NoSQL, NewSQL and NuoDB
It seems to me that much of the drive behind NoSQL (whether No SQL or Not Only SQL) arose from a rather narrow view of the relational model and technology by web-oriented developers whose experience was constrained by the strengths and limitations of MySQL. Many of their criticisms of relational databases had actually been overcome by commercial products like DB2, Oracle and Teradata to varying extents and under certain circumstances. Although, of course, open source and commodity hardware pricing also continue to drive uptake.
A similar pattern can be seen with NewSQL in its original definition by Matt Aslett of the 451 group, back in April 2011. So, when it comes to products clamoring for inclusion in either category, I tend to be somewhat jaundiced. A class defined by what it is not (NoSQL) presents some logical difficulties. And one classed “new”, when today’s new is tomorrow’s obsolete is not much better. I prefer to look at products in a more holistic sense. With that in mind, let’s get to NuoDB, which announced version 2 in mid-October. With my travel schedule I didn’t find time to blog then, but now that I’m back on terra firma in Cape Town, the time has come!
Back in October 2012, I encountered NuoDB prior to their initial launch, and their then positioning as part of the NewSQL wave. I also had a bit of a rant then about the NoSQL/NewSQL nomenclature (although no one listened then either), and commented on the technical innovation in the product, which quite impressed me, saying “NuoDB takes a highly innovative, object-oriented, transaction/messaging-system approach to the underlying database processing, eliminating the concept of a single control process responsible for all aspects of database integrity and organization. [T]he approach is described as elastically scalable – cashing in on the cloud and big data. It also touts emergent behavior, a concept central to the theory of complex systems. Together with an in-memory model for data storage, NuoDB appears very well positioned to take advantage of the two key technological advances of recent years… extensive memory and multi-core processors.”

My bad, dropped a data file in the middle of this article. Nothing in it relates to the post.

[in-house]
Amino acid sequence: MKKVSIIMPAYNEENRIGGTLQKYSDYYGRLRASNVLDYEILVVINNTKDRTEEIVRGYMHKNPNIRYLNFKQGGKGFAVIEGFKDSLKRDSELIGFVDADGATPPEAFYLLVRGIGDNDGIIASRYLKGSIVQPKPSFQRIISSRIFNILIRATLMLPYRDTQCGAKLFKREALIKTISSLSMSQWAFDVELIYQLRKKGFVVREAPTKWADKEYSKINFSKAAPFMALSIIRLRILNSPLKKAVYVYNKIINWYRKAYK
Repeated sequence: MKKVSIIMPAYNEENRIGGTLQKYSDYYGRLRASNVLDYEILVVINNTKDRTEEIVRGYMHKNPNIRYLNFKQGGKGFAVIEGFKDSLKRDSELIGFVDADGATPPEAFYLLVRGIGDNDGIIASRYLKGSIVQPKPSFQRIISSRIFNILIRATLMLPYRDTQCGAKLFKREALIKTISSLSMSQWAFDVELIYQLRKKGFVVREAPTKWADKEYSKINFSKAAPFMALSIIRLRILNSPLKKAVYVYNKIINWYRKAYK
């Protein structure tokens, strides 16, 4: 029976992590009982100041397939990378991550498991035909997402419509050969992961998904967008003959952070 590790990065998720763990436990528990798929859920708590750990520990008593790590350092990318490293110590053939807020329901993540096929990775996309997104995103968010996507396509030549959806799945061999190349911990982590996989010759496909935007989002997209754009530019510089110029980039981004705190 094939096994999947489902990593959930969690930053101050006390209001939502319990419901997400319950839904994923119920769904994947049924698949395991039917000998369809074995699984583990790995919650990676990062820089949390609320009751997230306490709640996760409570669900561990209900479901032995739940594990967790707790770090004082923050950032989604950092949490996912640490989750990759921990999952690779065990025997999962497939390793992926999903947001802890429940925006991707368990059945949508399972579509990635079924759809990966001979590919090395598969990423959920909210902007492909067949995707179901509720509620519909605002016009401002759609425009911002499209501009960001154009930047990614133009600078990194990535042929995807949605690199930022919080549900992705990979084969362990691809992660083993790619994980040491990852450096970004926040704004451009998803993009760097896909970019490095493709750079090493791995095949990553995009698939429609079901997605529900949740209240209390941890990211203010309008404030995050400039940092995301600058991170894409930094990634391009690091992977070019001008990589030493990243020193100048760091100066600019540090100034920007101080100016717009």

The concept of emergent behavior (the idea that the database could be anything anybody wanted it to be, with SQL simply as first model) was interesting technically but challenging in positioning the product. Version 2 is more focused, with a tagline of distributed database and an emphasis on scale-out and geo-distribution within the relational paradigm. This makes more sense in marketing terms and the use case in a global VoIP support environment shows how the product can be used to reduce latency and improve data consistency. No need to harp on about “NewSQL” then… by Barry Devlin read more